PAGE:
- Citizen science projects marshal lay volunteers to help researchers carry out labor-intensive studies. Volunteers might report species sightings, assist in categorizing images or analyze data.
- The Old Weather project is a collaboration among scientists, including British paleoclimatologist Philip Brohan, and thousands of nonexperts who are helping him plug holes in the planet’s climate record.
- Brohan’s volunteers comb through the digitized logbooks of World War I–era ships, which would be difficult for a computer to read, and enter weather data into the project’s Web site.
- NOAA will add the collected information to its records in the U.S. A task that might have taken one professional transcriber 28 years took volunteers just six months to complete.
Kathy Wendolkowski used to make candy in her spare time. for the past year and a half, this mother of three from Gaithersburg, Md., has been spending two to three hours a day on the Web site Old Weather (www.oldweather.org). There she transcribes temperature, pressure and wind-speed records from the logbooks of HMS Foxglove, a British minesweeper that patrolled the South Pacific in the years following World War I. It was a friend, a naval historian, who told her about the site soon after its launch in October 2010, Wendolkowski says. She quickly got hooked—not by the actual weather data but by the narrative of the Foxglove’s journey and crew, a story that played out alongside the thermometer readings in each day’s logbook entries.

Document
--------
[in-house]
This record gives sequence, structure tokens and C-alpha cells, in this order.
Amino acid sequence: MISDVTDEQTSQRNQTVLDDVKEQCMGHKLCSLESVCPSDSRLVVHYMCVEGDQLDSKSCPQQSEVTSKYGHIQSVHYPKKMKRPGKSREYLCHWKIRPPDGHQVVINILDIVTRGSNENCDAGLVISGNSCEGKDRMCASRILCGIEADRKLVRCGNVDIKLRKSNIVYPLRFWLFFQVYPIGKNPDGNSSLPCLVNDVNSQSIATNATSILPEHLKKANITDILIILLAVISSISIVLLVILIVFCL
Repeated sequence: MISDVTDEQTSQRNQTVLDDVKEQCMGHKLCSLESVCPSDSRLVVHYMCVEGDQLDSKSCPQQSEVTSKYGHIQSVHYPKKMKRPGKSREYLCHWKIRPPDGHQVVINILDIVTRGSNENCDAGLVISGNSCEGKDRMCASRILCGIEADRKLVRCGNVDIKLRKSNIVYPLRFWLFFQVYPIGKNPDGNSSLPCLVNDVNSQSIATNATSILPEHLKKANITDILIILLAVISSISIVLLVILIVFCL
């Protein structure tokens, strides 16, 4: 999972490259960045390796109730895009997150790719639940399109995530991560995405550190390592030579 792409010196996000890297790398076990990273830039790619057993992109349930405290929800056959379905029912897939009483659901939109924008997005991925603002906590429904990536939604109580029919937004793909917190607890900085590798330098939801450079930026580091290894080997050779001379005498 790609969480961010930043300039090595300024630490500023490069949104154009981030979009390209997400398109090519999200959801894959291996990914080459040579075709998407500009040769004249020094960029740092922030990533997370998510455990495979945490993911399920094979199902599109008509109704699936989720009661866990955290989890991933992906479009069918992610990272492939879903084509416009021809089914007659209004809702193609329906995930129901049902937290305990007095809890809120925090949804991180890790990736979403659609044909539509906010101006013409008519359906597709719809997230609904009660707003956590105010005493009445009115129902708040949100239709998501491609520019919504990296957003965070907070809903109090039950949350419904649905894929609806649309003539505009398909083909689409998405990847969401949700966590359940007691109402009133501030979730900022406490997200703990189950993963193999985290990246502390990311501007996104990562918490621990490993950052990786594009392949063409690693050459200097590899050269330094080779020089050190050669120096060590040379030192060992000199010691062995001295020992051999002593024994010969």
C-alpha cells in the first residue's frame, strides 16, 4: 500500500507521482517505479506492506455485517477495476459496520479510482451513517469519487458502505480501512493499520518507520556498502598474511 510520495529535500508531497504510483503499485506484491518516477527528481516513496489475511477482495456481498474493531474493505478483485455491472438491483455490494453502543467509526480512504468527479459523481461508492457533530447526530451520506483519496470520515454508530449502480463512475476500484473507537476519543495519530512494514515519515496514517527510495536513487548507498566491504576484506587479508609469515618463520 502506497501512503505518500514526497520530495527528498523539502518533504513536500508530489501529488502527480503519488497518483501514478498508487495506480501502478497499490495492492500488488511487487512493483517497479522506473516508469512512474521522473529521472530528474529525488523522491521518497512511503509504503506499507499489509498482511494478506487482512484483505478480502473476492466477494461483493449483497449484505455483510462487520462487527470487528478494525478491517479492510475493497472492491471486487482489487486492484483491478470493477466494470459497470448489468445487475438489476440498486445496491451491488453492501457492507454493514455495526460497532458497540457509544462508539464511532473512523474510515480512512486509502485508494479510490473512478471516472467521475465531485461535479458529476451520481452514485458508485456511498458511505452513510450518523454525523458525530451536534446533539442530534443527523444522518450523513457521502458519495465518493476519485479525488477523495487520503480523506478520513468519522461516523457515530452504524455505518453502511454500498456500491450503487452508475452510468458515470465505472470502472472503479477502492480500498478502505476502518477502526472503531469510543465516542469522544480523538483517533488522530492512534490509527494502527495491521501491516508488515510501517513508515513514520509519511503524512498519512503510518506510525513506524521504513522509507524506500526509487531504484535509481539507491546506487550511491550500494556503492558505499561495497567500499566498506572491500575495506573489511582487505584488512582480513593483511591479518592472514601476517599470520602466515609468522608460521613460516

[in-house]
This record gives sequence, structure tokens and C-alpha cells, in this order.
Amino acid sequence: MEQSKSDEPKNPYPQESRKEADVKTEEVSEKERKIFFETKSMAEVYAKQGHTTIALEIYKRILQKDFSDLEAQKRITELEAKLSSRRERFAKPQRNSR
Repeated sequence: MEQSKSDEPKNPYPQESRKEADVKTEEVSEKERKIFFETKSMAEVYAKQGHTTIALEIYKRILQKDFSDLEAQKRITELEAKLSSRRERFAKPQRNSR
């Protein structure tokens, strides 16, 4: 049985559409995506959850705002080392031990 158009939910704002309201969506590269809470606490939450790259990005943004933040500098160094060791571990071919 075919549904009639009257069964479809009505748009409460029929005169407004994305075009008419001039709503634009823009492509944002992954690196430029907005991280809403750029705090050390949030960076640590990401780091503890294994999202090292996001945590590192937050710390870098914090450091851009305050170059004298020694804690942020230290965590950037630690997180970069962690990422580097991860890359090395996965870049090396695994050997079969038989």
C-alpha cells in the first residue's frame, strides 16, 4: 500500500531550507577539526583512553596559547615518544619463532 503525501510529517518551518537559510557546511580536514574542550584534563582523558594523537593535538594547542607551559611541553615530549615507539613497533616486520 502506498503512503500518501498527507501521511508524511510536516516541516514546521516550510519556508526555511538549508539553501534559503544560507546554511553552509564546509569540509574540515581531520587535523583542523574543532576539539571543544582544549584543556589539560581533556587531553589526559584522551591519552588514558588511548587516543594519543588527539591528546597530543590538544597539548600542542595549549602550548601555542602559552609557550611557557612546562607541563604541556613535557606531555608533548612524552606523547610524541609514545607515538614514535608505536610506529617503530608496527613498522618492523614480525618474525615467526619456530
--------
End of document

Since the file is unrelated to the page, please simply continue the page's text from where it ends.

Old Weather is one of a handful of online endeavors that marshal volunteers to help researchers, relying on thousands of “citizen scientists” to comb through data that would otherwise be impractical to mine, explains British paleoclimatologist Philip Brohan, the project’s lead scientist. Brohan, who estimates that it would take a professional transcriber 28 years to complete the work Old Weather volunteers finished in the project’s first six months, says that those transcriptions are invaluable to researchers like him, who scrutinize data from the past to help predict what we will see in the future. “Every time there’s a big storm, people ask, ‘Would this have happened in the absence of human impact on the climate?’” Brohan says. “Is it new or unusual, or is it the sort of thing that’s happened before? If we want to answer that question, we need to know how the weather has varied in the past.”